She said painting belonged to Einar. But I disagree. Lili was an artist—her greatest creation was herself. She imagined a future life and did everything she could to create it. The Danish Girl emerged as much from these paintings as from anything else.

The world first met Lili through those paintings. Through those paintings I first came to understand her. The Danish Girl is not a biography of Lili Elbe, and yet I hope, through imagination and interpretation, it shows the colors and contours and shadows of her soul. I should add that since I first published The Danish Girl in , some scholars and writers have done important and much-needed work expanding our knowledge of Lili and Gerda, especially Sabine Meyer, Pamela Caughie, and Nikolaj Pors, who is writing what will be the definitive biography of Lili Elbe.

Greta is a fascinating character. What motivates her, and how does she reconcile these motives with the pain it also causes her? Greta possesses an unusual combination of independence and fidelity. She is self-driven and fiercely individual, yet at the same time she holds a profound sense of dedication to her spouse. At the beginning of the novel she knows Einar at the most profound level.

Greta encourages Einar to live as Lili because she knows this is who she is—and truth is always enough of a reason for Greta. Except nothing is ever that simple. She needs Lili as much as Lili needs Lili. And I believe Greta is never fully honest with herself or Lili about how Lili affected her as an artist.

Greta could not have become the artist of her ambitions without Lili. Their motives and actions are snarled and inextricable. Why do you think the story of Lili Elbe was all but forgotten until recently?

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One could speculate forever why the story was nearly forgotten. Lili underwent her surgeries in the early s, a time of great anxiety in the world, especially the parts of Western Europe where she lived—Copenhagen, Paris, Dresden. The dark cloud of economic disaster, Fascism, and, eventually, Nazism was already rolling over the continent. It does not surprise me that this story was lost in the horrible events of the subsequent fifteen years. That is one reason. Even today, transgender men and women face bigotry, ignorance, and often violence.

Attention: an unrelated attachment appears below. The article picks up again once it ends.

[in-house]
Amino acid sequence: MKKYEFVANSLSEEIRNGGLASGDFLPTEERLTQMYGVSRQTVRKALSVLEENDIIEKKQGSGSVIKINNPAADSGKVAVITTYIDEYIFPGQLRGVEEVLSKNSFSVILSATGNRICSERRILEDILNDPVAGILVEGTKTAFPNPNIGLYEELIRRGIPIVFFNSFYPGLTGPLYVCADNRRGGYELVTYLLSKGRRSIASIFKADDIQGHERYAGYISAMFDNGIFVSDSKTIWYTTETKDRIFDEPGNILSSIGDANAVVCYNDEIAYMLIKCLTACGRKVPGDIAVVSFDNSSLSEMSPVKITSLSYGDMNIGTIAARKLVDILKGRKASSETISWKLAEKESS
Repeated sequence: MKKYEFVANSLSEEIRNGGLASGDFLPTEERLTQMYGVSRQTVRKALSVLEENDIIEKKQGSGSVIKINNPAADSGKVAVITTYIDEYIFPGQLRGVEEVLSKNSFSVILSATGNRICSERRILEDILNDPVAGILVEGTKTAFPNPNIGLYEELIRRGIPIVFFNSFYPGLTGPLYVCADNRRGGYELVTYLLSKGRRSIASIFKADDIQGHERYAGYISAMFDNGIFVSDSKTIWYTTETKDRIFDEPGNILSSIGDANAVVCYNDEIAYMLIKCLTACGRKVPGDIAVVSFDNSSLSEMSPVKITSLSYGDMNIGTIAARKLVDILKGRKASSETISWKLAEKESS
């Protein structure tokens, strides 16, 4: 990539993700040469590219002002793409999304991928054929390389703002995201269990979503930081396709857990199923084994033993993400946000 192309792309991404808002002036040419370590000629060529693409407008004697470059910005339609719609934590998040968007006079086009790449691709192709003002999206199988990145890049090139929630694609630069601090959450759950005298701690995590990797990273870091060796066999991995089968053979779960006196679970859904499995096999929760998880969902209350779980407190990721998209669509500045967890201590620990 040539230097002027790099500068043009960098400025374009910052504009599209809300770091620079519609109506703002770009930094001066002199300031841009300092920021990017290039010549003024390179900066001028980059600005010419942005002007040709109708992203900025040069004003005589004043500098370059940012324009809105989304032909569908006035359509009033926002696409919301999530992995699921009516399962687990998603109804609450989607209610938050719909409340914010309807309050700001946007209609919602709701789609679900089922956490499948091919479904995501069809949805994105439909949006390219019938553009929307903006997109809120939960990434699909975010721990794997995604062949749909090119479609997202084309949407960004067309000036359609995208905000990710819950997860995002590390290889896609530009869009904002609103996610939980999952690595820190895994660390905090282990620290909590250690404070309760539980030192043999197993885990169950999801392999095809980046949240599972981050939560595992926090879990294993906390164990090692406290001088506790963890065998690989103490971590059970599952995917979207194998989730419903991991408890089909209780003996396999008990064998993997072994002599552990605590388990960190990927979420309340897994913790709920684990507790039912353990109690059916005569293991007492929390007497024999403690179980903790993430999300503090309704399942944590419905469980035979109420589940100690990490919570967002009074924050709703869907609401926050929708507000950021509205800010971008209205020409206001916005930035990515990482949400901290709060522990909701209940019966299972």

It was a big story at the time, but when Lili Elbe died in , even the most sympathetic newspapers in Copenhagen reported on her as more of a one-of-a-kind than the beginning of a movement.

Few saw her as a pioneer of anything or representing anything more than herself. And yet her legacy refused to be drowned by the closing waters of history. Her courage was too immense to be forgotten. What inspired you about this story to make it the subject of your first novel? Marriage fascinates me: As I see it, the heart of this story lies in the intimate space that made up this marriage.

It was in that space, protected by love, where Lili could first express herself freely, could first know herself truthfully. I was very curious about a marriage that could welcome Lili into it. Ann Morgan. The Tailor's Girl. Fiona McIntosh.

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Ratings and Book Reviews 6 56 star ratings 6 reviews. Overall rating 4. Yes No Thanks for your feedback! Report as inappropriate. I loved this book it tells how this man is going through physical and emotional hell because he's living a lie, it's also a love story his wife loved him with the best love of all.

Unconditional love and nowadays that's rare. A remarkable story.Having already seen the movie I was hesitant to pick up the book. His book is based on the real-life story of Einar Wegener, a Danish artist who 70 years ago became the first man to be medically transformed into a woman--long before the much better-known case of Christine Jorgensen. site Edition Verified download. It starts with a question, a simple favor asked by a wife of her husband while both are painting in their studio, setting off a transformation neither can anticipate.

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His travel to become a woman and feel free, once and forever, made me feel sad, again. A Novel site Edition. This was so long ago that I did what a writer used to do before Google: If you read The Danish Girl, you might not learn everything there is to know about the actual Gerda, and yet I believe you will have a truthful portrait of who, at her essence, she really was.